According to the Los Angeles Times, the LAPD incorrectly classified nearly 1,200 violent crimes that occurred between October 2012 and September 2013, allowing hundreds of stabbings, beatings, and robberies to be categorized as minor offenses.
This resulted in the LAPD being perceived as doing a better job than it actually was; because the crimes were considered minor offenses, they were not recorded in the LAPD’s published statistics on serious crime.
Virtually all of the 1,200 crimes were aggravated assaults, which, if factored into the LAPD’s statistics, would have shown figures for aggravated assaults 14% higher than what was reported and violent crimes almost 7% higher.
There were differences of opinion as to whether the misrepresentation was intentional or not. Some argued that it was accidental; others asserted that there was pressure from the LAPD hierarchy to report crime figures lower than they actually were.
Every year, the LAPD’s 21 divisions are instructed to meet certain goals for serious crimes. Det. Tom Vettraino, who spent 31 years with the LAPD, said, “Whenever you reported a serious crime, they would find any way possible to make it a minor crime. We were spending all this time addressing what the crime should be called, instead of dealing with the crime itself. It’s ridiculous.”
The LAPD told the Times that the LAPD “does not in any way encourage manipulating crime reporting or falsifying data.” The department also said that with 100,000 serious offenses to report every year, mistakes are inevitable. Arif Alikhan, a senior policy adviser to Police Chief Charlie Beck, said, “We recognize there is an error rate. It’s important to us to do what we can to reduce that error rate… [the LAPD] is relying on that data to determine where we are going to send cops… how we actually do things to prevent crime.”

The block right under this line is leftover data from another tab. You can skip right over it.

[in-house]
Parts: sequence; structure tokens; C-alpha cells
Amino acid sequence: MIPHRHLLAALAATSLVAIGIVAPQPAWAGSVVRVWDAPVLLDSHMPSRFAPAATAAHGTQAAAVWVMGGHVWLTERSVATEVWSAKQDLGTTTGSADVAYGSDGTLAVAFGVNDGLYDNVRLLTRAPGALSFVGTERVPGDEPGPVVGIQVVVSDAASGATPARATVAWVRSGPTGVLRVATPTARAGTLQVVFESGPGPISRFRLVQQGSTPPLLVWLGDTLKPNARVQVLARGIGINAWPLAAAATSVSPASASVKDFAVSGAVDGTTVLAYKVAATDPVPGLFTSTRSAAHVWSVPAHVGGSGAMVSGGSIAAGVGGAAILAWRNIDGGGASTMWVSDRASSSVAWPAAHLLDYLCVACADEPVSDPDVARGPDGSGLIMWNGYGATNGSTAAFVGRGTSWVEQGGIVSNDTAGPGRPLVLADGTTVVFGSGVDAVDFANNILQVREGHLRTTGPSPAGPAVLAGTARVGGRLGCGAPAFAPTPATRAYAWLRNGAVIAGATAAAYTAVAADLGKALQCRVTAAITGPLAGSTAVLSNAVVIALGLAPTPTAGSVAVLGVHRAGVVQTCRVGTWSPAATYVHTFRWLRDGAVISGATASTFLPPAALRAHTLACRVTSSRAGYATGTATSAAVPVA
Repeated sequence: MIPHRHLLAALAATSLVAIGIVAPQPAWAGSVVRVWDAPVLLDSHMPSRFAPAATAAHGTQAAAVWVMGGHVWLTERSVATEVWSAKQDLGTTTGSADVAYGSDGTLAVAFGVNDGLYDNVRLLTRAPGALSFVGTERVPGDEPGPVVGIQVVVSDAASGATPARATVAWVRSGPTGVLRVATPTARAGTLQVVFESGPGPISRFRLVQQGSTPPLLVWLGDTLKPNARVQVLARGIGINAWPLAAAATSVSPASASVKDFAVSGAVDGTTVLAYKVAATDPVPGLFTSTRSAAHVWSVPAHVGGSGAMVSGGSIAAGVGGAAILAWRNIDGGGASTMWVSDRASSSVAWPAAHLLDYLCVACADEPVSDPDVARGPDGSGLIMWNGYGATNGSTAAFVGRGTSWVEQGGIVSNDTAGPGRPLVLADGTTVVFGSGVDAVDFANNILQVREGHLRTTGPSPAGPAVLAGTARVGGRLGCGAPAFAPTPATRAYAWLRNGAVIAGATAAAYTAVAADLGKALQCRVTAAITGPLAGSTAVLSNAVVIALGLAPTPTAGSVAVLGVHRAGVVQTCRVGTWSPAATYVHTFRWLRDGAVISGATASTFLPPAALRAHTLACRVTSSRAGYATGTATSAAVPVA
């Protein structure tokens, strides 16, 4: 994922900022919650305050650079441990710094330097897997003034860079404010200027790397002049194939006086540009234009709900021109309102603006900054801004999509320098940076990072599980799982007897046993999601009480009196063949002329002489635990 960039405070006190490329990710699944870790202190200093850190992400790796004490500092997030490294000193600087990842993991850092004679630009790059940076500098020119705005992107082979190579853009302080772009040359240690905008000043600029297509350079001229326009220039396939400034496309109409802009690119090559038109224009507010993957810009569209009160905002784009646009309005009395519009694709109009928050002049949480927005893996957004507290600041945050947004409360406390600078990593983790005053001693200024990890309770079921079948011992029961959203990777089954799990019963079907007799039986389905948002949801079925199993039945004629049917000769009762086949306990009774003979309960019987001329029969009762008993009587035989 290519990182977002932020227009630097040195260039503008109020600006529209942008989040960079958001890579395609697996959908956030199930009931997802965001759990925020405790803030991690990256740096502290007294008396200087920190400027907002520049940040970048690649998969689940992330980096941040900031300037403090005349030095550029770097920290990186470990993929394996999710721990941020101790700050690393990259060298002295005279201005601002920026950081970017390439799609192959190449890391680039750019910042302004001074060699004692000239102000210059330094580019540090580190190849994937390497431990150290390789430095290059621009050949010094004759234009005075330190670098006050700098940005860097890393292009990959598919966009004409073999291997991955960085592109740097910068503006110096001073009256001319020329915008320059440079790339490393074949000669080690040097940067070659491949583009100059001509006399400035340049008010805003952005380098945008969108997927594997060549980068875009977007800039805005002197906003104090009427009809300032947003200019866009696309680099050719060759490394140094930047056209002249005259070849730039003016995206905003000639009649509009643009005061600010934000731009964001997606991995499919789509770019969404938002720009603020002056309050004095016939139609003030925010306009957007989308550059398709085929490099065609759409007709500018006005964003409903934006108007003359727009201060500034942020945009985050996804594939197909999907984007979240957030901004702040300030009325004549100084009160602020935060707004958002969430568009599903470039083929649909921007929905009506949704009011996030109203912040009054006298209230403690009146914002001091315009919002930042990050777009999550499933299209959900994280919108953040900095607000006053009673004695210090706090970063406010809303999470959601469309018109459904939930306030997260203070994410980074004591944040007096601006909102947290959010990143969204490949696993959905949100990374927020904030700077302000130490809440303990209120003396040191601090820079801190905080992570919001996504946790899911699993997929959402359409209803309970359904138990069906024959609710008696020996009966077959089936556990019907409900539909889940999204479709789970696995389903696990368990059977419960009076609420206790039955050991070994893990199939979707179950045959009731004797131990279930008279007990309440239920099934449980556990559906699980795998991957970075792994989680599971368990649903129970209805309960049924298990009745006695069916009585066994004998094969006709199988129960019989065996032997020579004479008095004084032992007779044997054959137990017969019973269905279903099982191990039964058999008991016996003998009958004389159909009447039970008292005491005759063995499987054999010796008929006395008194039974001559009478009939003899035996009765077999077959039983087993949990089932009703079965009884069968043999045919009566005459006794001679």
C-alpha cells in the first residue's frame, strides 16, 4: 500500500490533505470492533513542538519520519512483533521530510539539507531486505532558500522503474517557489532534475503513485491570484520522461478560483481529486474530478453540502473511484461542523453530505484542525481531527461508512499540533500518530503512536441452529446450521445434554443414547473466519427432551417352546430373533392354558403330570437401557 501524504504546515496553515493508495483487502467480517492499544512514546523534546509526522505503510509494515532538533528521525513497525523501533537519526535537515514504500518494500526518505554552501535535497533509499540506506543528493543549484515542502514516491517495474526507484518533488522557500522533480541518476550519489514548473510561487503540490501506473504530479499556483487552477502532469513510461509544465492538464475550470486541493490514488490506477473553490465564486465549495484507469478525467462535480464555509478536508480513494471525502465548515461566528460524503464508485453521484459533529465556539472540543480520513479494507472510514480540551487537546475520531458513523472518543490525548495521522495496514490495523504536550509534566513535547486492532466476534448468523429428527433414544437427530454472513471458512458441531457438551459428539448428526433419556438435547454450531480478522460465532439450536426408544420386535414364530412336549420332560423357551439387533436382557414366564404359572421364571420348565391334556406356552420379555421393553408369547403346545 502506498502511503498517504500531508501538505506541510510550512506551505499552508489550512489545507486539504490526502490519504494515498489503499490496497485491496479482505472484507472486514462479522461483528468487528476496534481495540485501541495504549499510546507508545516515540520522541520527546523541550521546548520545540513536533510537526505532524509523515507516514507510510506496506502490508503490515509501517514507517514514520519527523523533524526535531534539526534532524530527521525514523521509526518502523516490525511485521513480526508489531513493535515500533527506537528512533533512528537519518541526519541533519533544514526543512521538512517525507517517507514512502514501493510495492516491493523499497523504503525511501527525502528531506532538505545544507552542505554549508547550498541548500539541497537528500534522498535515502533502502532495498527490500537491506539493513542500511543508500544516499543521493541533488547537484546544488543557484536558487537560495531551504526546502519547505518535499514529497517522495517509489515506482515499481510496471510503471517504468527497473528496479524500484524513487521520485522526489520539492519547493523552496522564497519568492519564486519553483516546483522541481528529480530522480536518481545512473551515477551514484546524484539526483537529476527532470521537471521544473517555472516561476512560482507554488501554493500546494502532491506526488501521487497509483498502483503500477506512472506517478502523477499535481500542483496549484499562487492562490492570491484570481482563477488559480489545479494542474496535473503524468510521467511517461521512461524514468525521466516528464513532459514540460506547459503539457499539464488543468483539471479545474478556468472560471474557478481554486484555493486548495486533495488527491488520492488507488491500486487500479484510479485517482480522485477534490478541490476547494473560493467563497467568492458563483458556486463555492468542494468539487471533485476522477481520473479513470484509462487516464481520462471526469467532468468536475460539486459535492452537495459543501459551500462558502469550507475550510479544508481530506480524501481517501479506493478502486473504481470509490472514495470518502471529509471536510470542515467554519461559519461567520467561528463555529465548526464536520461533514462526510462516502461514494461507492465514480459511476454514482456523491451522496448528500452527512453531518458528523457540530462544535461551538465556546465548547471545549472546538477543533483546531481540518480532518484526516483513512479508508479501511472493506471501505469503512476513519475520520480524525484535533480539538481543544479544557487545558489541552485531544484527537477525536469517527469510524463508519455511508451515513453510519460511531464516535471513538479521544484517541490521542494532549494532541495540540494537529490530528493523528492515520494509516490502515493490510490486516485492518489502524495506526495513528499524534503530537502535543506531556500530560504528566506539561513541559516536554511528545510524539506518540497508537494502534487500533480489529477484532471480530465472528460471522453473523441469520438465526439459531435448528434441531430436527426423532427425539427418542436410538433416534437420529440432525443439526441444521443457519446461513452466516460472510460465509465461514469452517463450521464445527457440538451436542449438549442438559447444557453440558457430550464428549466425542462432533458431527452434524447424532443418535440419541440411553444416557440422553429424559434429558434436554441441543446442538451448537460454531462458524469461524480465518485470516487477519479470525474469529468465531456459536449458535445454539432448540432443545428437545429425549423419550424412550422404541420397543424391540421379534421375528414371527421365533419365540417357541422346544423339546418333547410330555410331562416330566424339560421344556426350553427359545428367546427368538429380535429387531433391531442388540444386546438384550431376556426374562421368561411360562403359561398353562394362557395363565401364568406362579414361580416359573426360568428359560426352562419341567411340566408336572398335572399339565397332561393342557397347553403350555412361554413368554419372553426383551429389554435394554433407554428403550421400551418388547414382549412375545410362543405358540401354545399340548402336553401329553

Beck only said categorizing crimes is “a complex process that is subject to human error.” The Times found, however, that crimes were virtually always misclassified as less serious than they actually were, not more serious.
One example was John Elder, a veteran detective who had lessened almost 100 serious assaults to minor offenses in a seven-month period in 2008. He asserted that it was accidental, but his commanding officer, Capt. Steven Zipperman, said Elder had tried to “cook the books.”
According to the Times, “Officers said it is widely believed that if their division repeatedly fails to meet targets for crime reduction, their chances of being promoted will be seriously harmed.” The Times quoted Patrick Barron, a 30-year veteran with the LAPD, who said the LAPD’s numbers game has “grown into a dog and pony show, a resource sucker, a cause for fear. Detectives should be worried about making sure their cases are thoroughly investigated and their victims and witnesses are treated with dignity. They shouldn’t be worried about the statistics.”